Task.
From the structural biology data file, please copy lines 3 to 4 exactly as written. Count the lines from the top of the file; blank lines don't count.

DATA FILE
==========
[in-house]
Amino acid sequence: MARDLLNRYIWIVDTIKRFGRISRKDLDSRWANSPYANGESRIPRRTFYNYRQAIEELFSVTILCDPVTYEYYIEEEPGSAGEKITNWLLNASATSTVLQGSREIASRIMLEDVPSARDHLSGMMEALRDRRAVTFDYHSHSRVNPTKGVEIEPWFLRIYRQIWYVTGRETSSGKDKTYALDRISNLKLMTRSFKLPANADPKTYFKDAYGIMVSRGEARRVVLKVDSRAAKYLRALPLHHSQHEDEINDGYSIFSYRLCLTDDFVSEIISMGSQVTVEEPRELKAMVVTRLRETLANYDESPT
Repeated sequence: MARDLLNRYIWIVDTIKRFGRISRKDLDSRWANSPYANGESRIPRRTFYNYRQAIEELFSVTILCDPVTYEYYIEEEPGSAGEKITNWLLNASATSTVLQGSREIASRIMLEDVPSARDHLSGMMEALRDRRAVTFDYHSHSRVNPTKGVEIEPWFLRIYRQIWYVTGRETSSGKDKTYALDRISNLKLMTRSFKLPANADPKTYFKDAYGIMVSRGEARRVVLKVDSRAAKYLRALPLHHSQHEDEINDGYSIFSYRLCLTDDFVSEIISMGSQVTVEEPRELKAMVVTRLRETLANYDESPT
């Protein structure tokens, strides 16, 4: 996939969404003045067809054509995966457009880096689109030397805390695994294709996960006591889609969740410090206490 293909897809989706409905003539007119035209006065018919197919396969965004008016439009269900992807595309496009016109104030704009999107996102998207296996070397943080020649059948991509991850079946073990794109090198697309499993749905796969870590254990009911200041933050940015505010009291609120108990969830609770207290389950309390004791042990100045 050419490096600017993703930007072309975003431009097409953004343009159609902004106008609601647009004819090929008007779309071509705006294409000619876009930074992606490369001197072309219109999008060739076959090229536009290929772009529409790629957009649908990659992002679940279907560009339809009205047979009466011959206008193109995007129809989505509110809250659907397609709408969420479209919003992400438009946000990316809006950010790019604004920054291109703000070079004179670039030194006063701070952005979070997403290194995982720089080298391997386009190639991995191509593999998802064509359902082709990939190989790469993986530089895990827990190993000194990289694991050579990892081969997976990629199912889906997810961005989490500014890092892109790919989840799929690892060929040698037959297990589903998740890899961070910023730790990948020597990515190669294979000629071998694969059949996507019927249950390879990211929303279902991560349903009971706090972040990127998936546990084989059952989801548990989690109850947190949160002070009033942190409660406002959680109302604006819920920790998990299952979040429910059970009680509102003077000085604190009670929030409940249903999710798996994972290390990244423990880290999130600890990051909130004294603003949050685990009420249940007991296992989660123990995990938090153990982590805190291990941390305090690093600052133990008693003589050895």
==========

Repeated sequence: MARDLLNRYIWIVDTIKRFGRISRKDLDSRWANSPYANGESRIPRRTFYNYRQAIEELFSVTILCDPVTYEYYIEEEPGSAGEKITNWLLNASATSTVLQGSREIASRIMLEDVPSARDHLSGMMEALRDRRAVTFDYHSHSRVNPTKGVEIEPWFLRIYRQIWYVTGRETSSGKDKTYALDRISNLKLMTRSFKLPANADPKTYFKDAYGIMVSRGEARRVVLKVDSRAAKYLRALPLHHSQHEDEINDGYSIFSYRLCLTDDFVSEIISMGSQVTVEEPRELKAMVVTRLRETLANYDESPT
């Protein structure tokens, strides 16, 4: 996939969404003045067809054509995966457009880096689109030397805390695994294709996960006591889609969740410090206490 293909897809989706409905003539007119035209006065018919197919396969965004008016439009269900992807595309496009016109104030704009999107996102998207296996070397943080020649059948991509991850079946073990794109090198697309499993749905796969870590254990009911200041933050940015505010009291609120108990969830609770207290389950309390004791042990100045 050419490096600017993703930007072309975003431009097409953004343009159609902004106008609601647009004819090929008007779309071509705006294409000619876009930074992606490369001197072309219109999008060739076959090229536009290929772009529409790629957009649908990659992002679940279907560009339809009205047979009466011959206008193109995007129809989505509110809250659907397609709408969420479209919003992400438009946000990316809006950010790019604004920054291109703000070079004179670039030194006063701070952005979070997403290194995982720089080298391997386009190639991995191509593999998802064509359902082709990939190989790469993986530089895990827990190993000194990289694991050579990892081969997976990629199912889906997810961005989490500014890092892109790919989840799929690892060929040698037959297990589903998740890899961070910023730790990948020597990515190669294979000629071998694969059949996507019927249950390879990211929303279902991560349903009971706090972040990127998936546990084989059952989801548990989690109850947190949160002070009033942190409660406002959680109302604006819920920790998990299952979040429910059970009680509102003077000085604190009670929030409940249903999710798996994972290390990244423990880290999130600890990051909130004294603003949050685990009420249940007991296992989660123990995990938090153990982590805190291990941390305090690093600052133990008693003589050895």